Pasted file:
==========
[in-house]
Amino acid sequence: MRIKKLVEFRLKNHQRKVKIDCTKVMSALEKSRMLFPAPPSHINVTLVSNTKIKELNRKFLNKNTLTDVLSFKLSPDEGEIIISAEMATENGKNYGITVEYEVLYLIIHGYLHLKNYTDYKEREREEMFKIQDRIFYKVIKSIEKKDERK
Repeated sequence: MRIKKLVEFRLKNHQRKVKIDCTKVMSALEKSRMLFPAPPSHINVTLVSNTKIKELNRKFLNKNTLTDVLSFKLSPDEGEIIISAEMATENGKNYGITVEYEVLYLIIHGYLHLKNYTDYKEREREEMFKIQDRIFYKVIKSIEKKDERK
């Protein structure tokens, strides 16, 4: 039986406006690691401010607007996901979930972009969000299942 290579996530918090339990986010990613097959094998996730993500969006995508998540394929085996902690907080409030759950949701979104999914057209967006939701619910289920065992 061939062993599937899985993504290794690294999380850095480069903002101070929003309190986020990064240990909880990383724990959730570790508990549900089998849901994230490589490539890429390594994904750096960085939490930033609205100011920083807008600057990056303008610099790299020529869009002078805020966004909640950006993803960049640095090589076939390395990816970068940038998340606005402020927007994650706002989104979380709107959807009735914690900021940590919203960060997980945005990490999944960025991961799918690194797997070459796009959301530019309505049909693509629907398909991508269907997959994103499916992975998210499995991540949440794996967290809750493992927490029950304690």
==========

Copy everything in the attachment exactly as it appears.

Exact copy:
[in-house]
Amino acid sequence: MRIKKLVEFRLKNHQRKVKIDCTKVMSALEKSRMLFPAPPSHINVTLVSNTKIKELNRKFLNKNTLTDVLSFKLSPDEGEIIISAEMATENGKNYGITVEYEVLYLIIHGYLHLKNYTDYKEREREEMFKIQDRIFYKVIKSIEKKDERK
Repeated sequence: MRIKKLVEFRLKNHQRKVKIDCTKVMSALEKSRMLFPAPPSHINVTLVSNTKIKELNRKFLNKNTLTDVLSFKLSPDEGEIIISAEMATENGKNYGITVEYEVLYLIIHGYLHLKNYTDYKEREREEMFKIQDRIFYKVIKSIEKKDERK
């Protein structure tokens, strides 16, 4: 039986406006690691401010607007996901979930972009969000299942 290579996530918090339990986010990613097959094998996730993500969006995508998540394929085996902690907080409030759950949701979104999914057209967006939701619910289920065992 061939062993599937899985993504290794690294999380850095480069903002101070929003309190986020990064240990909880990383724990959730570790508990549900089998849901994230490589490539890429390594994904750096960085939490930033609205100011920083807008600057990056303008610099790299020529869009002078805020966004909640950006993803960049640095090589076939390395990816970068940038998340606005402020927007994650706002989104979380709107959807009735914690900021940590919203960060997980945005990490999944960025991961799918690194797997070459796009959301530019309505049909693509629907398909991508269907997959994103499916992975998210499995991540949440794996967290809750493992927490029950304690």